An already existing dynamic toward sustainable mobility
Over the last decade, the Government of Morocco has developed a national policy to improve urban mobility and to address the current and future challenges of Moroccan cities. The maturity of the planning process is therefore already at an advanced level in Morocco. In 2013, the organisation of a National Day for Urban Transport (JNTU) was the opportunity to relaunch the public debate concerning the challenges of priorities of urban mobility policies. The creation of a new financial mechanism (Fonds d’Accompagnement aux Réformes du Transport) and the empowerment of local authorities in the context of devolution, contributed to a redefinition of the national strategy. In 2016, the “MobiliseDays” conference in Rabat highlighted the need for an evolution of the national framework and the role of SUMPs as a lever to structure sustainable urban mobility policies. Moreover, as the host country of the COP22 in 2016, the government of Morocco committed to reduce its GHG emissions by 13% by 2030 and was one of the first countries to join the MobiliseYourCity Partnership.
Today, the MobiliseYourCity approach aims to capitalise on the experience of Morocco and to support national and local governments in the development and implementaton of a coherent and ambitious national vision for urban transport. Given the scope of the MobiliseYourCity program in Morocco, a designated team – composed of representatives of AFD, CEREMA, CODATU and ADEME – was set up to coordinate the assistance.
Contributing to National Urban Mobility Plan
Three main actions have been developped:
- a high level approach to consolidate and refine the Vision for Sustainable Urban Mobility in Moroccan Cities
- a dedicated technical assistance to put in place the MRV GES approach with all the cities concerned by MobiliseYourCity
- a regular "club of cities" every trimester with dedicated capacity building session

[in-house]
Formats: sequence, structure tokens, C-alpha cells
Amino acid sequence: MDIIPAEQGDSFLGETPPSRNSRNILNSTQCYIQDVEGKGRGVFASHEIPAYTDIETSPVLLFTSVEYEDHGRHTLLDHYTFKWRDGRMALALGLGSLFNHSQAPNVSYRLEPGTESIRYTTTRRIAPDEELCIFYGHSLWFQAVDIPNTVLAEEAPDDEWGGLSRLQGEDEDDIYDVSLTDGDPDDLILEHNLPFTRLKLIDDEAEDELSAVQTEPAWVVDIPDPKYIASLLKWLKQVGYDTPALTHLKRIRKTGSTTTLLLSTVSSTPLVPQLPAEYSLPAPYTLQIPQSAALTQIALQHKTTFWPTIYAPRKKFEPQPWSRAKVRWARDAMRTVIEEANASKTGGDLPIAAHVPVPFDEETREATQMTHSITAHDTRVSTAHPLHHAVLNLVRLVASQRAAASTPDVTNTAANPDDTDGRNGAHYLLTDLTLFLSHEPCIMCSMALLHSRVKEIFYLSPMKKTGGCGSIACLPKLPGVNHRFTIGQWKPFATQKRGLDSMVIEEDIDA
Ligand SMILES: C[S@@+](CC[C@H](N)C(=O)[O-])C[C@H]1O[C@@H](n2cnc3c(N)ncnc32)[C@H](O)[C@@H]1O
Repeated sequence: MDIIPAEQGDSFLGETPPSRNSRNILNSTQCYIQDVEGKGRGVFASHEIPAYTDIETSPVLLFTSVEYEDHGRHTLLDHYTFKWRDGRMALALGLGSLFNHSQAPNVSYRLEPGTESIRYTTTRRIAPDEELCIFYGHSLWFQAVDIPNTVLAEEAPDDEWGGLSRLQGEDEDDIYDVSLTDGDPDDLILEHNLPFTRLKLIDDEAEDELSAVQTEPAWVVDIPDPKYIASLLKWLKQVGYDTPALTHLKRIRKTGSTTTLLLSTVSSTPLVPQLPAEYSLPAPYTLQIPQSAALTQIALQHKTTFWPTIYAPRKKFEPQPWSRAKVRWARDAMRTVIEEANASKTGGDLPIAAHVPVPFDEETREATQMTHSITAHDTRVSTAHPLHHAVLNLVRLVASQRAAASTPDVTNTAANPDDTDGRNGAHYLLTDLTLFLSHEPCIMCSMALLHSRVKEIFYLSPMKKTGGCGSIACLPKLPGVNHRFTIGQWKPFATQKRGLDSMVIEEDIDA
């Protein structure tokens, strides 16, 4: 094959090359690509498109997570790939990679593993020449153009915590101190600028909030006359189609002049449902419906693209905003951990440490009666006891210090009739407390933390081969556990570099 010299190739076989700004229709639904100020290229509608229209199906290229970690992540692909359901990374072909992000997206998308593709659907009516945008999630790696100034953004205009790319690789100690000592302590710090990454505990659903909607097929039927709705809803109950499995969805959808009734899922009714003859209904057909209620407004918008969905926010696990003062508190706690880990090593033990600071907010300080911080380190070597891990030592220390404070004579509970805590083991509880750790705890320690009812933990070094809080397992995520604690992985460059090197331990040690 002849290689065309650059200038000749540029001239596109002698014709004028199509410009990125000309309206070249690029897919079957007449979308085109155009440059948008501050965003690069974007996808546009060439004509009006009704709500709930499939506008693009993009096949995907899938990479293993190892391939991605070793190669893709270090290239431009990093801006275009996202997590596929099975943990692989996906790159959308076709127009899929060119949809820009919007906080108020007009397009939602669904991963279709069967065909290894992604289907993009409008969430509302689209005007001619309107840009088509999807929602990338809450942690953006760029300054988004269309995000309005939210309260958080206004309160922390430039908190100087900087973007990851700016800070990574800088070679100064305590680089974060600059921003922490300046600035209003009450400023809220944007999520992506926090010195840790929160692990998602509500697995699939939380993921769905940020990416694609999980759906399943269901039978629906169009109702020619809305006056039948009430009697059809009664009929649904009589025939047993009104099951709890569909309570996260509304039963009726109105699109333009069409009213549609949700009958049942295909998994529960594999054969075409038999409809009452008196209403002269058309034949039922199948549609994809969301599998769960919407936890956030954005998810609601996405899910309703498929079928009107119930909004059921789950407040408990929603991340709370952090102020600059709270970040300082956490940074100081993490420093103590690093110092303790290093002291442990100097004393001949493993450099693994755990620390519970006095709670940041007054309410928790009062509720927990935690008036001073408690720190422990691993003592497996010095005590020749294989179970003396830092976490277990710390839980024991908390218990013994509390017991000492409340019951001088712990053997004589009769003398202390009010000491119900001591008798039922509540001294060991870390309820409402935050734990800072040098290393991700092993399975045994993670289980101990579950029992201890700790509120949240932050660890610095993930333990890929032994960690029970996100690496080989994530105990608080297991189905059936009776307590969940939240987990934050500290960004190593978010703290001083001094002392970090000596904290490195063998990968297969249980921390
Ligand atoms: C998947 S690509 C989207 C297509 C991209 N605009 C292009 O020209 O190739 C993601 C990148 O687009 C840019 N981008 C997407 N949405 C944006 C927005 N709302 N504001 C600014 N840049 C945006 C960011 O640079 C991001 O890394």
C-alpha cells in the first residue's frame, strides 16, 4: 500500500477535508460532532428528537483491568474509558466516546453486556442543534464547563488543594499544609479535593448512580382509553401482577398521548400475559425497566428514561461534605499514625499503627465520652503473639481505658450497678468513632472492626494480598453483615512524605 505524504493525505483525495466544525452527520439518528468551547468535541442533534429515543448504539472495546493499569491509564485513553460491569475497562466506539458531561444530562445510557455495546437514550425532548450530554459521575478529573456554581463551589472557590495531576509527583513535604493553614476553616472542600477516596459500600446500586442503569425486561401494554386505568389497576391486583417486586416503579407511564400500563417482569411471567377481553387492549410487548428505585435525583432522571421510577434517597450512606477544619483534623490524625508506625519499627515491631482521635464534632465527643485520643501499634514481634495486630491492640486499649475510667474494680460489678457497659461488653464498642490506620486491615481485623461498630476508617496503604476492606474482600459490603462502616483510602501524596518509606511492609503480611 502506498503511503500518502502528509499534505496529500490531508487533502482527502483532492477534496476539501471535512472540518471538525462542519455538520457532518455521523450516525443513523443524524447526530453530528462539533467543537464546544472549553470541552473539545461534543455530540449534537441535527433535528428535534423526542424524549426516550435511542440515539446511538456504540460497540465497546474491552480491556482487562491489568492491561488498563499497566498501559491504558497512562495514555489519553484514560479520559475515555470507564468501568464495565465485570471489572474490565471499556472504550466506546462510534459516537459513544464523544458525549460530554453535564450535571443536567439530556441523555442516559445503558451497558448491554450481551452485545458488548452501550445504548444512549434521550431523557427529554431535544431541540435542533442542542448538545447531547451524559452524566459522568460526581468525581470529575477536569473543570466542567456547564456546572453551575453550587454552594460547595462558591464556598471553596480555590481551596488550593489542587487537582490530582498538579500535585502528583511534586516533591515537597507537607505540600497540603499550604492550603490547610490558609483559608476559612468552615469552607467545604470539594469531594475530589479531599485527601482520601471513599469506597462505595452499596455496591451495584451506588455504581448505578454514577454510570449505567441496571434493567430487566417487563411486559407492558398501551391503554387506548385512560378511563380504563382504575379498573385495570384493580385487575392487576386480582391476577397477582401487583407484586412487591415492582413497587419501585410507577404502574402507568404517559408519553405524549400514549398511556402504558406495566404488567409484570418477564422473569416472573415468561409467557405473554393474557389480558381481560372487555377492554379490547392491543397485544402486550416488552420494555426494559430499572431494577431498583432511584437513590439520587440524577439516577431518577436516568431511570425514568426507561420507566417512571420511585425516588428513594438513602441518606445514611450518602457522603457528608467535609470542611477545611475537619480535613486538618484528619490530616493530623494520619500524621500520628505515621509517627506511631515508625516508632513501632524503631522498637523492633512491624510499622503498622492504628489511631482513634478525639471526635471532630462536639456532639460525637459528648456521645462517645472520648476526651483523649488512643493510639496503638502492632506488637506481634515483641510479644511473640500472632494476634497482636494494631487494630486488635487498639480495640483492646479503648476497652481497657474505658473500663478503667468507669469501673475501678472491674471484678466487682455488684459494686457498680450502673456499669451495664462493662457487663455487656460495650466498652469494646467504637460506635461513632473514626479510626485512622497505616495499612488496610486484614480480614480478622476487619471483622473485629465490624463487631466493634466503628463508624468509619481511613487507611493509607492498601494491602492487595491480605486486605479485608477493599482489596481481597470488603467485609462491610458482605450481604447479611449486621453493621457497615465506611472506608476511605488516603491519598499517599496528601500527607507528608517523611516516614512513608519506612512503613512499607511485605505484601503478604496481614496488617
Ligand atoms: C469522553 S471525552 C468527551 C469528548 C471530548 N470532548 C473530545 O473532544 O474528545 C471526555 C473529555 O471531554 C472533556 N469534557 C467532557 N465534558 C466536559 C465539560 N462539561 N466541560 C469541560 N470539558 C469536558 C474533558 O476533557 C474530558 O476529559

Supporting Sustainable Urban Mobility Plan
Casablanca is the largest city of Morocco and one of the largest of Maghreb. It is also considered as the economic and business capital of the country. The metropolitan area is facing exponential mobility growth with increasing traffic issues and related pollution. Since 2004, the Moroccan Government and the Municipality of Casablanca have developed a strategy to tackle these issues. The main achievement is the implementation of tramway line 1 and line 2 to develop efficient and green public transport.
MYC has provided technical support to Casa Transports, the entity in charge of the SUMP implementation. MYC assisted Casa Transport in guiding the Consultant in charge of the revision of Casablanca SUMP and provided technical expertise for the review of SUMP deliverables.
Rabat is the capital of Morocco and the second largest area of the country, it is an administrative and business city. Rabat agglomeration includes the cities of Salé and Temara, which will be bigger than Rabat in terms of inhabitants in the near future. In 2024, the number of inhabitants will reach 2,549,000, and the need for mobility will increase. By 2024, the agglomeration is approximately experiencing 1,924,000 motorized trips. 2 tramway lines have been developped and line 2 extension are under construction. A new bus network is being structured. Rabat has no SUMP yet, the future mobility plan needs to integrate the cities of Salé and Temara. The challenge is to provide a transport authority equipped with the necessary resources and a unique SDL.
MYC will provide technical assistance to assist the STRS in developing Rabat/ Al-Assima SUMP in (i) structuring the project (governance, feedback on terms of reference) (ii) Providing STRS with assistance for developing evaluation then vision-building modules (iii) Assistance for integrating a participatory approach (iv) Capacity-building (throughout the process) (v) Providing technical expertise for the review of SUMP deliverables.
Oujda is a medium-sized town and the capital city of the ‘Oriental’ region in Northeast Morocco, near Algeria. The population of this city has been increasing in recent years but is now stabilizing. Various projects are in progress or have been rolled out, like the highway between Fès and Oujda. Industry and tourism have developed a lot, but the regional economy is mainly agriculture-based. In 2012, 1,287,301 trips per day were recorded. Commuters account for 32% of the trips made by car, compared with 2.6% in 1983. By 2020, approximately 55,000 motorized trips are predicted. A new bus network is being structured including a high-level bus service. Oujda already has a SUMP, the challenge is implementing it.
MYC is providing technical assistance to structure the monitoring of the implementation of SUMP, to structure and integrate the MRV GES approach in urban mobility planning and to develop capacity-building in various areas, such as parking and traffic management.